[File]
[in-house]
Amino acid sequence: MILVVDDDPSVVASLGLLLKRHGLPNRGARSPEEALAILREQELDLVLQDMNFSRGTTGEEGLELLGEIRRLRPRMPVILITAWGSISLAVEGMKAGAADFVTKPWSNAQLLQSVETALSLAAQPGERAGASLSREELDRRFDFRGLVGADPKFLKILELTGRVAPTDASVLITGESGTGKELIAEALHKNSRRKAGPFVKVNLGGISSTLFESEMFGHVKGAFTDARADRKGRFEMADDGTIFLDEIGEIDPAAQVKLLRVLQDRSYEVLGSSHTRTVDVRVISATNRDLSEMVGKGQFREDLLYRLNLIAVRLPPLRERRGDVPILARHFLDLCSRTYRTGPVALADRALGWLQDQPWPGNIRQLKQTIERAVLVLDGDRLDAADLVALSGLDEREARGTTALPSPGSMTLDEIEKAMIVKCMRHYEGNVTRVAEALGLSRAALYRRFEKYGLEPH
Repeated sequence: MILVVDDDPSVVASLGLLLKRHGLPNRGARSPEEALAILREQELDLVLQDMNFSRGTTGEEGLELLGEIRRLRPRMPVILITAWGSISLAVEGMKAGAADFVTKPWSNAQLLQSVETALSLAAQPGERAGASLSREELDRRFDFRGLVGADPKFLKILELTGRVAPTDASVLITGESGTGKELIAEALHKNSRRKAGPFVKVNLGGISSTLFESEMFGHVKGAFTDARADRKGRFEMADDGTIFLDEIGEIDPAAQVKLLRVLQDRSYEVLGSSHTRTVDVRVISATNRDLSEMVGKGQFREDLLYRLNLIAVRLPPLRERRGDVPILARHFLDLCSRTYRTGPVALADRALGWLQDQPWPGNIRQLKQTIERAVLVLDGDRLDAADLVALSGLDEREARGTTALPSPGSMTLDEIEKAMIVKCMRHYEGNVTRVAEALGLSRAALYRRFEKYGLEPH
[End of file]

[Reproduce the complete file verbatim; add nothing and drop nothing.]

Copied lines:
[in-house]
Amino acid sequence: MILVVDDDPSVVASLGLLLKRHGLPNRGARSPEEALAILREQELDLVLQDMNFSRGTTGEEGLELLGEIRRLRPRMPVILITAWGSISLAVEGMKAGAADFVTKPWSNAQLLQSVETALSLAAQPGERAGASLSREELDRRFDFRGLVGADPKFLKILELTGRVAPTDASVLITGESGTGKELIAEALHKNSRRKAGPFVKVNLGGISSTLFESEMFGHVKGAFTDARADRKGRFEMADDGTIFLDEIGEIDPAAQVKLLRVLQDRSYEVLGSSHTRTVDVRVISATNRDLSEMVGKGQFREDLLYRLNLIAVRLPPLRERRGDVPILARHFLDLCSRTYRTGPVALADRALGWLQDQPWPGNIRQLKQTIERAVLVLDGDRLDAADLVALSGLDEREARGTTALPSPGSMTLDEIEKAMIVKCMRHYEGNVTRVAEALGLSRAALYRRFEKYGLEPH
Repeated sequence: MILVVDDDPSVVASLGLLLKRHGLPNRGARSPEEALAILREQELDLVLQDMNFSRGTTGEEGLELLGEIRRLRPRMPVILITAWGSISLAVEGMKAGAADFVTKPWSNAQLLQSVETALSLAAQPGERAGASLSREELDRRFDFRGLVGADPKFLKILELTGRVAPTDASVLITGESGTGKELIAEALHKNSRRKAGPFVKVNLGGISSTLFESEMFGHVKGAFTDARADRKGRFEMADDGTIFLDEIGEIDPAAQVKLLRVLQDRSYEVLGSSHTRTVDVRVISATNRDLSEMVGKGQFREDLLYRLNLIAVRLPPLRERRGDVPILARHFLDLCSRTYRTGPVALADRALGWLQDQPWPGNIRQLKQTIERAVLVLDGDRLDAADLVALSGLDEREARGTTALPSPGSMTLDEIEKAMIVKCMRHYEGNVTRVAEALGLSRAALYRRFEKYGLEPH